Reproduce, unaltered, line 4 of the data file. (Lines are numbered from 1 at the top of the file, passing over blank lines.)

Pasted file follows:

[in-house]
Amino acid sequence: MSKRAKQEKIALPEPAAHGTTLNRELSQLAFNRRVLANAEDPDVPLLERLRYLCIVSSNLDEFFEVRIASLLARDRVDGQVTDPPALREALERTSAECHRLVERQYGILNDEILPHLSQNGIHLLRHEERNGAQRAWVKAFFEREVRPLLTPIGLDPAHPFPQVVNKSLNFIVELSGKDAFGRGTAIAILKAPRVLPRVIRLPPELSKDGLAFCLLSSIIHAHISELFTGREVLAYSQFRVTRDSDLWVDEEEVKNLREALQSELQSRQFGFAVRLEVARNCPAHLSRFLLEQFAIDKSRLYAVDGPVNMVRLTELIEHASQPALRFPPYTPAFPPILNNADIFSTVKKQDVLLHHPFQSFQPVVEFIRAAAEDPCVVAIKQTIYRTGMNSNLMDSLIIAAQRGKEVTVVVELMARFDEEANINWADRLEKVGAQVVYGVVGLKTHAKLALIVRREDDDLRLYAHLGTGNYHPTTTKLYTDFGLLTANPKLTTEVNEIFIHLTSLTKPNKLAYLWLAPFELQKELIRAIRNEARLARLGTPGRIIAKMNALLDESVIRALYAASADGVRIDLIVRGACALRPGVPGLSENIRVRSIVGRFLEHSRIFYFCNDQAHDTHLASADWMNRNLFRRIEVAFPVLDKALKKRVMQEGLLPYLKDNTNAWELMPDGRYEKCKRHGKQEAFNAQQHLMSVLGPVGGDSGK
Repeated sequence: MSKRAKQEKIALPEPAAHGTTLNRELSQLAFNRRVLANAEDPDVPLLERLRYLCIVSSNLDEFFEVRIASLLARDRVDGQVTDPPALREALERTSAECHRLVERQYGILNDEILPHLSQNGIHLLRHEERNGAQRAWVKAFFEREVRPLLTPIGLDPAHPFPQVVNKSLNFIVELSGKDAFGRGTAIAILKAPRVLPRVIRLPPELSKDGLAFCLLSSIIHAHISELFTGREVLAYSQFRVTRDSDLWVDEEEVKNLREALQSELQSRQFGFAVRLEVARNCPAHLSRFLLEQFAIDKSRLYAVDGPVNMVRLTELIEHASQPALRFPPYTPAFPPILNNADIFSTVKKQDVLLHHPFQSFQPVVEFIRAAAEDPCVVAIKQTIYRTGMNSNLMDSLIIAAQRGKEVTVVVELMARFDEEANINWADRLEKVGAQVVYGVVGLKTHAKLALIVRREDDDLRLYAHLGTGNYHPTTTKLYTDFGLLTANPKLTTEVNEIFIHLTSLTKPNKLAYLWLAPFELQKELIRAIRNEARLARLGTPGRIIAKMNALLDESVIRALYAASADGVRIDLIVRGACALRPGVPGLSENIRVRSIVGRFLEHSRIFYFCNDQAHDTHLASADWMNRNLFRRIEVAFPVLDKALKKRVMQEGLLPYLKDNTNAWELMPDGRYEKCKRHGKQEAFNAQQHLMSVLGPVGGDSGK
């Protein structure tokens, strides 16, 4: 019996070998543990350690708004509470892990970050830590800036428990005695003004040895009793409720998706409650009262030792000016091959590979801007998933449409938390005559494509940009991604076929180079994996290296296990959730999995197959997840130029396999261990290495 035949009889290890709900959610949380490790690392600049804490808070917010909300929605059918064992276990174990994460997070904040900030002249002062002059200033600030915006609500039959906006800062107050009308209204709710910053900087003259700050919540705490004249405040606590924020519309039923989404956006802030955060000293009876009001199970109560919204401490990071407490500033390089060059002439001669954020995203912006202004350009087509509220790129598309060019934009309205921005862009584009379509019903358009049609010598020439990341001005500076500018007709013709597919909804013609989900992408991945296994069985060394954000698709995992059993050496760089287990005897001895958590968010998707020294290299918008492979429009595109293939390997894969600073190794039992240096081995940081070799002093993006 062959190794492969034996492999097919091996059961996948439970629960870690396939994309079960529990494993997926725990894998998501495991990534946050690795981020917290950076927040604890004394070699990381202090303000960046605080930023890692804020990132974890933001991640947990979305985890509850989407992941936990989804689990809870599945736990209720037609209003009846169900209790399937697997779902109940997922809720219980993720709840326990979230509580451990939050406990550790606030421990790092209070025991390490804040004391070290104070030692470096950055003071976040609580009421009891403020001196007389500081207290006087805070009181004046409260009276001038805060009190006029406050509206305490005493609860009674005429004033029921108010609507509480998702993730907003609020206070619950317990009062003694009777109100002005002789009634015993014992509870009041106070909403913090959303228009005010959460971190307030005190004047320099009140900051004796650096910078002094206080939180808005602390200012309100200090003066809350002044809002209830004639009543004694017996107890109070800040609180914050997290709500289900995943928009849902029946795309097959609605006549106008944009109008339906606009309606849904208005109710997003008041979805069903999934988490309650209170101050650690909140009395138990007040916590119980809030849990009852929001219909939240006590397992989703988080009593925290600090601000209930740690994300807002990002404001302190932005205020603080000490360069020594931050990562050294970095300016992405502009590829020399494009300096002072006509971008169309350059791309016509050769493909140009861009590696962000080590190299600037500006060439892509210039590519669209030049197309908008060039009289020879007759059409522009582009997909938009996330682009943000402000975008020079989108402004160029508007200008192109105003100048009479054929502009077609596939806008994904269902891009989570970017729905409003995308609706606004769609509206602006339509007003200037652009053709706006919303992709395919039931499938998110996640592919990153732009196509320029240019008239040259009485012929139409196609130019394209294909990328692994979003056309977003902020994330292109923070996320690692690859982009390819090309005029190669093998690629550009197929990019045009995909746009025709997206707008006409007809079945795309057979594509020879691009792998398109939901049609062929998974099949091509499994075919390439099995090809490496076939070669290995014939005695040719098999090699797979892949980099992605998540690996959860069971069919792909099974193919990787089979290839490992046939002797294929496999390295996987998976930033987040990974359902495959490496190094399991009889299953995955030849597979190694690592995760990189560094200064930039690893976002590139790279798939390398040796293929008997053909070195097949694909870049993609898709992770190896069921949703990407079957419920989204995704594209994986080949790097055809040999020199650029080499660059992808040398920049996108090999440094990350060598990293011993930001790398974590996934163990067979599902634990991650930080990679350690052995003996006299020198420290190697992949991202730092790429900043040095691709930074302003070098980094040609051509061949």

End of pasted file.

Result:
């Protein structure tokens, strides 16, 4: 019996070998543990350690708004509470892990970050830590800036428990005695003004040895009793409720998706409650009262030792000016091959590979801007998933449409938390005559494509940009991604076929180079994996290296296990959730999995197959997840130029396999261990290495 035949009889290890709900959610949380490790690392600049804490808070917010909300929605059918064992276990174990994460997070904040900030002249002062002059200033600030915006609500039959906006800062107050009308209204709710910053900087003259700050919540705490004249405040606590924020519309039923989404956006802030955060000293009876009001199970109560919204401490990071407490500033390089060059002439001669954020995203912006202004350009087509509220790129598309060019934009309205921005862009584009379509019903358009049609010598020439990341001005500076500018007709013709597919909804013609989900992408991945296994069985060394954000698709995992059993050496760089287990005897001895958590968010998707020294290299918008492979429009595109293939390997894969600073190794039992240096081995940081070799002093993006 062959190794492969034996492999097919091996059961996948439970629960870690396939994309079960529990494993997926725990894998998501495991990534946050690795981020917290950076927040604890004394070699990381202090303000960046605080930023890692804020990132974890933001991640947990979305985890509850989407992941936990989804689990809870599945736990209720037609209003009846169900209790399937697997779902109940997922809720219980993720709840326990979230509580451990939050406990550790606030421990790092209070025991390490804040004391070290104070030692470096950055003071976040609580009421009891403020001196007389500081207290006087805070009181004046409260009276001038805060009190006029406050509206305490005493609860009674005429004033029921108010609507509480998702993730907003609020206070619950317990009062003694009777109100002005002789009634015993014992509870009041106070909403913090959303228009005010959460971190307030005190004047320099009140900051004796650096910078002094206080939180808005602390200012309100200090003066809350002044809002209830004639009543004694017996107890109070800040609180914050997290709500289900995943928009849902029946795309097959609605006549106008944009109008339906606009309606849904208005109710997003008041979805069903999934988490309650209170101050650690909140009395138990007040916590119980809030849990009852929001219909939240006590397992989703988080009593925290600090601000209930740690994300807002990002404001302190932005205020603080000490360069020594931050990562050294970095300016992405502009590829020399494009300096002072006509971008169309350059791309016509050769493909140009861009590696962000080590190299600037500006060439892509210039590519669209030049197309908008060039009289020879007759059409522009582009997909938009996330682009943000402000975008020079989108402004160029508007200008192109105003100048009479054929502009077609596939806008994904269902891009989570970017729905409003995308609706606004769609509206602006339509007003200037652009053709706006919303992709395919039931499938998110996640592919990153732009196509320029240019008239040259009485012929139409196609130019394209294909990328692994979003056309977003902020994330292109923070996320690692690859982009390819090309005029190669093998690629550009197929990019045009995909746009025709997206707008006409007809079945795309057979594509020879691009792998398109939901049609062929998974099949091509499994075919390439099995090809490496076939070669290995014939005695040719098999090699797979892949980099992605998540690996959860069971069919792909099974193919990787089979290839490992046939002797294929496999390295996987998976930033987040990974359902495959490496190094399991009889299953995955030849597979190694690592995760990189560094200064930039690893976002590139790279798939390398040796293929008997053909070195097949694909870049993609898709992770190896069921949703990407079957419920989204995704594209994986080949790097055809040999020199650029080499660059992808040398920049996108090999440094990350060598990293011993930001790398974590996934163990067979599902634990991650930080990679350690052995003996006299020198420290190697992949991202730092790429900043040095691709930074302003070098980094040609051509061949």